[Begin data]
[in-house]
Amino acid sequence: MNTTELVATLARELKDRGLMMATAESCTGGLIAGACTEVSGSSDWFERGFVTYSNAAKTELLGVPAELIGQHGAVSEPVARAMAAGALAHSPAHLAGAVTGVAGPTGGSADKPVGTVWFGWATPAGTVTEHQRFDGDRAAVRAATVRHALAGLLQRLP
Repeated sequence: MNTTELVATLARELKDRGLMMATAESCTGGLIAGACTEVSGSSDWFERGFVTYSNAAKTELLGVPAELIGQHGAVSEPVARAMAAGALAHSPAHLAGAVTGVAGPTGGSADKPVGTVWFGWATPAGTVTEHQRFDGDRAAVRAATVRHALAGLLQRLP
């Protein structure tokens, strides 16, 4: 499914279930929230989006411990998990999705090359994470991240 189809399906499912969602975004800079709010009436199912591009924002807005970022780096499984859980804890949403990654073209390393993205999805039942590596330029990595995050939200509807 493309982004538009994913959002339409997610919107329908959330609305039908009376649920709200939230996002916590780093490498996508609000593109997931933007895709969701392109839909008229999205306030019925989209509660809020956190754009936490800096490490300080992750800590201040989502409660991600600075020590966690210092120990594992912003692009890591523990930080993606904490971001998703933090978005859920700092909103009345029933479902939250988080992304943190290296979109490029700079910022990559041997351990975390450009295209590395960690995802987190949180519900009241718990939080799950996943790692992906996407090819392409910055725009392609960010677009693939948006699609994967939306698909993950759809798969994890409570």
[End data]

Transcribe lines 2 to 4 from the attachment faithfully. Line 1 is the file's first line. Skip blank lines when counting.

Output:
Amino acid sequence: MNTTELVATLARELKDRGLMMATAESCTGGLIAGACTEVSGSSDWFERGFVTYSNAAKTELLGVPAELIGQHGAVSEPVARAMAAGALAHSPAHLAGAVTGVAGPTGGSADKPVGTVWFGWATPAGTVTEHQRFDGDRAAVRAATVRHALAGLLQRLP
Repeated sequence: MNTTELVATLARELKDRGLMMATAESCTGGLIAGACTEVSGSSDWFERGFVTYSNAAKTELLGVPAELIGQHGAVSEPVARAMAAGALAHSPAHLAGAVTGVAGPTGGSADKPVGTVWFGWATPAGTVTEHQRFDGDRAAVRAATVRHALAGLLQRLP
């Protein structure tokens, strides 16, 4: 499914279930929230989006411990998990999705090359994470991240 189809399906499912969602975004800079709010009436199912591009924002807005970022780096499984859980804890949403990654073209390393993205999805039942590596330029990595995050939200509807 493309982004538009994913959002339409997610919107329908959330609305039908009376649920709200939230996002916590780093490498996508609000593109997931933007895709969701392109839909008229999205306030019925989209509660809020956190754009936490800096490490300080992750800590201040989502409660991600600075020590966690210092120990594992912003692009890591523990930080993606904490971001998703933090978005859920700092909103009345029933479902939250988080992304943190290296979109490029700079910022990559041997351990975390450009295209590395960690995802987190949180519900009241718990939080799950996943790692992906996407090819392409910055725009392609960010677009693939948006699609994967939306698909993950759809798969994890409570």